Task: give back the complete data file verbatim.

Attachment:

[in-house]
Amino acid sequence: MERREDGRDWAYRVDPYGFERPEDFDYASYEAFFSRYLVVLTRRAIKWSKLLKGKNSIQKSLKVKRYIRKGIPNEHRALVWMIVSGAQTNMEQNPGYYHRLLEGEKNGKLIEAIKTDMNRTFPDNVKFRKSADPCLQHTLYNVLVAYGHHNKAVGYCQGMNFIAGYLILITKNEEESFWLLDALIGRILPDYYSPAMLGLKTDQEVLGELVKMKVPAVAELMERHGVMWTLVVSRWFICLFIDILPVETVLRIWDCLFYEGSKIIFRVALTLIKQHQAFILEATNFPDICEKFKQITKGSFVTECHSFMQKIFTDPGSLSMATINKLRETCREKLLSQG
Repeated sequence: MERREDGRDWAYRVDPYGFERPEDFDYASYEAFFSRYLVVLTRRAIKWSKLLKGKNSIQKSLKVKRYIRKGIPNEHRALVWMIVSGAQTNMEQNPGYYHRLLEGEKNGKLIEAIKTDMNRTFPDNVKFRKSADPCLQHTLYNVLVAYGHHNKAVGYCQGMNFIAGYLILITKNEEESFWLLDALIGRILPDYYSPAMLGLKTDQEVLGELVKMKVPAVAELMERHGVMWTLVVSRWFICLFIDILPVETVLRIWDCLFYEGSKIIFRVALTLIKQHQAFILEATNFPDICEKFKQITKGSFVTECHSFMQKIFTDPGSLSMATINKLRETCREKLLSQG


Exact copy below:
[in-house]
Amino acid sequence: MERREDGRDWAYRVDPYGFERPEDFDYASYEAFFSRYLVVLTRRAIKWSKLLKGKNSIQKSLKVKRYIRKGIPNEHRALVWMIVSGAQTNMEQNPGYYHRLLEGEKNGKLIEAIKTDMNRTFPDNVKFRKSADPCLQHTLYNVLVAYGHHNKAVGYCQGMNFIAGYLILITKNEEESFWLLDALIGRILPDYYSPAMLGLKTDQEVLGELVKMKVPAVAELMERHGVMWTLVVSRWFICLFIDILPVETVLRIWDCLFYEGSKIIFRVALTLIKQHQAFILEATNFPDICEKFKQITKGSFVTECHSFMQKIFTDPGSLSMATINKLRETCREKLLSQG
Repeated sequence: MERREDGRDWAYRVDPYGFERPEDFDYASYEAFFSRYLVVLTRRAIKWSKLLKGKNSIQKSLKVKRYIRKGIPNEHRALVWMIVSGAQTNMEQNPGYYHRLLEGEKNGKLIEAIKTDMNRTFPDNVKFRKSADPCLQHTLYNVLVAYGHHNKAVGYCQGMNFIAGYLILITKNEEESFWLLDALIGRILPDYYSPAMLGLKTDQEVLGELVKMKVPAVAELMERHGVMWTLVVSRWFICLFIDILPVETVLRIWDCLFYEGSKIIFRVALTLIKQHQAFILEATNFPDICEKFKQITKGSFVTECHSFMQKIFTDPGSLSMATINKLRETCREKLLSQG